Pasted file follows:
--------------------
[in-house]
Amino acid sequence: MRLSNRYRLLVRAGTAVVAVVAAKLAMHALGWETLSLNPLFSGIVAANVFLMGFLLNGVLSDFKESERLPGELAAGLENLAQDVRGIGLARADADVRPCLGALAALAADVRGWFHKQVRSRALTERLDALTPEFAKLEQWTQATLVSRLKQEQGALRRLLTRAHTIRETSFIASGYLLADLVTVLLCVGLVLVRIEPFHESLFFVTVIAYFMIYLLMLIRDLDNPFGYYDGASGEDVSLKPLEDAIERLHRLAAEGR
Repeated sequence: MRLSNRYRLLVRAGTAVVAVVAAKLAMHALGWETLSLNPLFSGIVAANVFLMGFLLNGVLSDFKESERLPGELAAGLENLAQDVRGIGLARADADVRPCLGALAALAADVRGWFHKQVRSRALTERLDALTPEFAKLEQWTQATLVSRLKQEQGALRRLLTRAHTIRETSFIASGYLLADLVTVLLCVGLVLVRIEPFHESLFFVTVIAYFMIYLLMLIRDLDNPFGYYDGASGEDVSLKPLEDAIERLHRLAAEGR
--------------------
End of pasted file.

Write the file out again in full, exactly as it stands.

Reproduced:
[in-house]
Amino acid sequence: MRLSNRYRLLVRAGTAVVAVVAAKLAMHALGWETLSLNPLFSGIVAANVFLMGFLLNGVLSDFKESERLPGELAAGLENLAQDVRGIGLARADADVRPCLGALAALAADVRGWFHKQVRSRALTERLDALTPEFAKLEQWTQATLVSRLKQEQGALRRLLTRAHTIRETSFIASGYLLADLVTVLLCVGLVLVRIEPFHESLFFVTVIAYFMIYLLMLIRDLDNPFGYYDGASGEDVSLKPLEDAIERLHRLAAEGR
Repeated sequence: MRLSNRYRLLVRAGTAVVAVVAAKLAMHALGWETLSLNPLFSGIVAANVFLMGFLLNGVLSDFKESERLPGELAAGLENLAQDVRGIGLARADADVRPCLGALAALAADVRGWFHKQVRSRALTERLDALTPEFAKLEQWTQATLVSRLKQEQGALRRLLTRAHTIRETSFIASGYLLADLVTVLLCVGLVLVRIEPFHESLFFVTVIAYFMIYLLMLIRDLDNPFGYYDGASGEDVSLKPLEDAIERLHRLAAEGR